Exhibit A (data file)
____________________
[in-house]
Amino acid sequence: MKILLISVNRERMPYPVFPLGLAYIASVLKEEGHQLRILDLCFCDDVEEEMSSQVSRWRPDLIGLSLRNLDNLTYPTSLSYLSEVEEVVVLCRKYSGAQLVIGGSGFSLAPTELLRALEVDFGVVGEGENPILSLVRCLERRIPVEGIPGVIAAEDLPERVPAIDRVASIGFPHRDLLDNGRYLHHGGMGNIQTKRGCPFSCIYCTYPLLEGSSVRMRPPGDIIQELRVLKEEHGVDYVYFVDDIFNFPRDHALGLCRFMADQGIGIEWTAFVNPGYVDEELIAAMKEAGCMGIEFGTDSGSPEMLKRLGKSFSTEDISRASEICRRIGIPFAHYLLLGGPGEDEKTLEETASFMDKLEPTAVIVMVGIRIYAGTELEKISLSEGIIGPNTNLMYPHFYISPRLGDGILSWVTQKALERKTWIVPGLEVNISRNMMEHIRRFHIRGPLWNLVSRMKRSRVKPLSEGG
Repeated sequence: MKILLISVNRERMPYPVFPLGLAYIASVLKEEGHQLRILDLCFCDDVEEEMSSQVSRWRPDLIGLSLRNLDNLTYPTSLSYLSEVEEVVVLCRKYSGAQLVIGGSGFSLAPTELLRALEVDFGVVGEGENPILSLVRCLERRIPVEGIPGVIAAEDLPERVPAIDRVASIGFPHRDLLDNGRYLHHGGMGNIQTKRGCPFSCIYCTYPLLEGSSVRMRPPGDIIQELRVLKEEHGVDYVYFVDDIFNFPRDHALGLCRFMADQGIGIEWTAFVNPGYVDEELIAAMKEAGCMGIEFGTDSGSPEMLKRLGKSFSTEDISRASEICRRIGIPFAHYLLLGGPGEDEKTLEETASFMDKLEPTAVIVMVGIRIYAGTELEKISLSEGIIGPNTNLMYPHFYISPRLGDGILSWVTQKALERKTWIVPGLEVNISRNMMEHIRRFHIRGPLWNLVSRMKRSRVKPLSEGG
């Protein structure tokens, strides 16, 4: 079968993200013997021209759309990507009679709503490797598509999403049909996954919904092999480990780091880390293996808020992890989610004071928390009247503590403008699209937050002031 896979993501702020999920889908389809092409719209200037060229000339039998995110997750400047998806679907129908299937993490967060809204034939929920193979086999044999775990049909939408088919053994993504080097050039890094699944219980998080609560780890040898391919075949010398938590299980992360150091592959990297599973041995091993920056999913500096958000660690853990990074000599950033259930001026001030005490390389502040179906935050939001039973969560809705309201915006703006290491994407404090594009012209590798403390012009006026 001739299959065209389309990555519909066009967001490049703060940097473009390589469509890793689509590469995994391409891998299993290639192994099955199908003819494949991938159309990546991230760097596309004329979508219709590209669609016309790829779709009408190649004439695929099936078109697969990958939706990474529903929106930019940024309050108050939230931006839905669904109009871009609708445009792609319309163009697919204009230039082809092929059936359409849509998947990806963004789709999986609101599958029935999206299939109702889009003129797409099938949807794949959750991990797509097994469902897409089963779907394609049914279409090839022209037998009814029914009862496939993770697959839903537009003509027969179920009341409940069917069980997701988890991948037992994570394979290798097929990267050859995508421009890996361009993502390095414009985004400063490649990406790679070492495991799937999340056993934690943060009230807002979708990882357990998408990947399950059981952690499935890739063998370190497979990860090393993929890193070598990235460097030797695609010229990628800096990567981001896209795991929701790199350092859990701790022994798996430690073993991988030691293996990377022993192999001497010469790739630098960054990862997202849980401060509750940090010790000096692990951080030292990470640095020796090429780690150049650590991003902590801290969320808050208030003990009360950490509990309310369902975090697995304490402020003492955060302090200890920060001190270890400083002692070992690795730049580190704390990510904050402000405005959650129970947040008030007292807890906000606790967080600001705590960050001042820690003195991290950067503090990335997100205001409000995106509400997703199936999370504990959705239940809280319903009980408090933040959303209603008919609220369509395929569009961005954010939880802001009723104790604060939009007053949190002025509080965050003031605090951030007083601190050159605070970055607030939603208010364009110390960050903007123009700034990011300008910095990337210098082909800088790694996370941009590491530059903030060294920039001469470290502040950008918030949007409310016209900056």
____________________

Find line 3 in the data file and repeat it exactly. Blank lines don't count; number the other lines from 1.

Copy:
Repeated sequence: MKILLISVNRERMPYPVFPLGLAYIASVLKEEGHQLRILDLCFCDDVEEEMSSQVSRWRPDLIGLSLRNLDNLTYPTSLSYLSEVEEVVVLCRKYSGAQLVIGGSGFSLAPTELLRALEVDFGVVGEGENPILSLVRCLERRIPVEGIPGVIAAEDLPERVPAIDRVASIGFPHRDLLDNGRYLHHGGMGNIQTKRGCPFSCIYCTYPLLEGSSVRMRPPGDIIQELRVLKEEHGVDYVYFVDDIFNFPRDHALGLCRFMADQGIGIEWTAFVNPGYVDEELIAAMKEAGCMGIEFGTDSGSPEMLKRLGKSFSTEDISRASEICRRIGIPFAHYLLLGGPGEDEKTLEETASFMDKLEPTAVIVMVGIRIYAGTELEKISLSEGIIGPNTNLMYPHFYISPRLGDGILSWVTQKALERKTWIVPGLEVNISRNMMEHIRRFHIRGPLWNLVSRMKRSRVKPLSEGG